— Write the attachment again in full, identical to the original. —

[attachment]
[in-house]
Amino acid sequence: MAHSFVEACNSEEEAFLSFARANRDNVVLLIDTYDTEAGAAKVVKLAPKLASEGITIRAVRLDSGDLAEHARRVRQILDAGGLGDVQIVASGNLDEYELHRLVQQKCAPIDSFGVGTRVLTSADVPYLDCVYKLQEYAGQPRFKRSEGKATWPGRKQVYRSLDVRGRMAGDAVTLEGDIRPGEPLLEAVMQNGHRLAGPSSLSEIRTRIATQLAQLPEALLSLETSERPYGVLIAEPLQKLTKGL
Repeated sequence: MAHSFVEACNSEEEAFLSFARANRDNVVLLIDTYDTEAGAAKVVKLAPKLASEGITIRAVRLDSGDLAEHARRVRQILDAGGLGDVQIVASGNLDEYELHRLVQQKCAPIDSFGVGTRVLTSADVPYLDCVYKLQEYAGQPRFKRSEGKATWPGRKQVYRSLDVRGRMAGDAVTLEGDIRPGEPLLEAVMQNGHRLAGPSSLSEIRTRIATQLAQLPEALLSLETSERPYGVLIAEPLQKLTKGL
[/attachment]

[in-house]
Amino acid sequence: MAHSFVEACNSEEEAFLSFARANRDNVVLLIDTYDTEAGAAKVVKLAPKLASEGITIRAVRLDSGDLAEHARRVRQILDAGGLGDVQIVASGNLDEYELHRLVQQKCAPIDSFGVGTRVLTSADVPYLDCVYKLQEYAGQPRFKRSEGKATWPGRKQVYRSLDVRGRMAGDAVTLEGDIRPGEPLLEAVMQNGHRLAGPSSLSEIRTRIATQLAQLPEALLSLETSERPYGVLIAEPLQKLTKGL
Repeated sequence: MAHSFVEACNSEEEAFLSFARANRDNVVLLIDTYDTEAGAAKVVKLAPKLASEGITIRAVRLDSGDLAEHARRVRQILDAGGLGDVQIVASGNLDEYELHRLVQQKCAPIDSFGVGTRVLTSADVPYLDCVYKLQEYAGQPRFKRSEGKATWPGRKQVYRSLDVRGRMAGDAVTLEGDIRPGEPLLEAVMQNGHRLAGPSSLSEIRTRIATQLAQLPEALLSLETSERPYGVLIAEPLQKLTKGL